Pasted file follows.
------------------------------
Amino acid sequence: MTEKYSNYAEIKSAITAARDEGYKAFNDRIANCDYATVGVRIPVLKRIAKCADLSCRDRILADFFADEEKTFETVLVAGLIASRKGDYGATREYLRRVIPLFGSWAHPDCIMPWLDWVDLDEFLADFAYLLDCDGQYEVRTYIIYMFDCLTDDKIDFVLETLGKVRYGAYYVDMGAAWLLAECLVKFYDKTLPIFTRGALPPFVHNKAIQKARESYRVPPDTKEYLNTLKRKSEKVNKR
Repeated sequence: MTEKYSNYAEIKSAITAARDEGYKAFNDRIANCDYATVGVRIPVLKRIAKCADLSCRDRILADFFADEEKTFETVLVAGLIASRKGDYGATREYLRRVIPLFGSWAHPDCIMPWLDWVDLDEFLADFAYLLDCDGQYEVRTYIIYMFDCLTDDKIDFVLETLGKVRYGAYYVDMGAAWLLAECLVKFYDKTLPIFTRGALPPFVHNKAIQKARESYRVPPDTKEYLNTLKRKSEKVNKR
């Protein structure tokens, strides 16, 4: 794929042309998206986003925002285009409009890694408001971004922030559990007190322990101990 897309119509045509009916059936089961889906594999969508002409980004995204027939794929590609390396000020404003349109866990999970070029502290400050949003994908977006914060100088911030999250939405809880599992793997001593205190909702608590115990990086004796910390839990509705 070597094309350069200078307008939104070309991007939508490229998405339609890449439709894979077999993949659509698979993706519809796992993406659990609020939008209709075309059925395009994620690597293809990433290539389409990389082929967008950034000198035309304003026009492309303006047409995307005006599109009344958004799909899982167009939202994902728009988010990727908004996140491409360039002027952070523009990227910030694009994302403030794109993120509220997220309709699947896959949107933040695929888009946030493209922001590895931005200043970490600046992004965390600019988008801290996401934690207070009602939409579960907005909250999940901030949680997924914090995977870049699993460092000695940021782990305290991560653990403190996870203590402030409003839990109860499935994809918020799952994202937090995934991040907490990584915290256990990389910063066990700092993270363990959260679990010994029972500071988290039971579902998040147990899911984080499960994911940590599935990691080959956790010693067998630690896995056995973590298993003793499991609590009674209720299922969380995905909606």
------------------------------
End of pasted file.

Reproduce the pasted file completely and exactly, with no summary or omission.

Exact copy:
Amino acid sequence: MTEKYSNYAEIKSAITAARDEGYKAFNDRIANCDYATVGVRIPVLKRIAKCADLSCRDRILADFFADEEKTFETVLVAGLIASRKGDYGATREYLRRVIPLFGSWAHPDCIMPWLDWVDLDEFLADFAYLLDCDGQYEVRTYIIYMFDCLTDDKIDFVLETLGKVRYGAYYVDMGAAWLLAECLVKFYDKTLPIFTRGALPPFVHNKAIQKARESYRVPPDTKEYLNTLKRKSEKVNKR
Repeated sequence: MTEKYSNYAEIKSAITAARDEGYKAFNDRIANCDYATVGVRIPVLKRIAKCADLSCRDRILADFFADEEKTFETVLVAGLIASRKGDYGATREYLRRVIPLFGSWAHPDCIMPWLDWVDLDEFLADFAYLLDCDGQYEVRTYIIYMFDCLTDDKIDFVLETLGKVRYGAYYVDMGAAWLLAECLVKFYDKTLPIFTRGALPPFVHNKAIQKARESYRVPPDTKEYLNTLKRKSEKVNKR
């Protein structure tokens, strides 16, 4: 794929042309998206986003925002285009409009890694408001971004922030559990007190322990101990 897309119509045509009916059936089961889906594999969508002409980004995204027939794929590609390396000020404003349109866990999970070029502290400050949003994908977006914060100088911030999250939405809880599992793997001593205190909702608590115990990086004796910390839990509705 070597094309350069200078307008939104070309991007939508490229998405339609890449439709894979077999993949659509698979993706519809796992993406659990609020939008209709075309059925395009994620690597293809990433290539389409990389082929967008950034000198035309304003026009492309303006047409995307005006599109009344958004799909899982167009939202994902728009988010990727908004996140491409360039002027952070523009990227910030694009994302403030794109993120509220997220309709699947896959949107933040695929888009946030493209922001590895931005200043970490600046992004965390600019988008801290996401934690207070009602939409579960907005909250999940901030949680997924914090995977870049699993460092000695940021782990305290991560653990403190996870203590402030409003839990109860499935994809918020799952994202937090995934991040907490990584915290256990990389910063066990700092993270363990959260679990010994029972500071988290039971579902998040147990899911984080499960994911940590599935990691080959956790010693067998630690896995056995973590298993003793499991609590009674209720299922969380995905909606």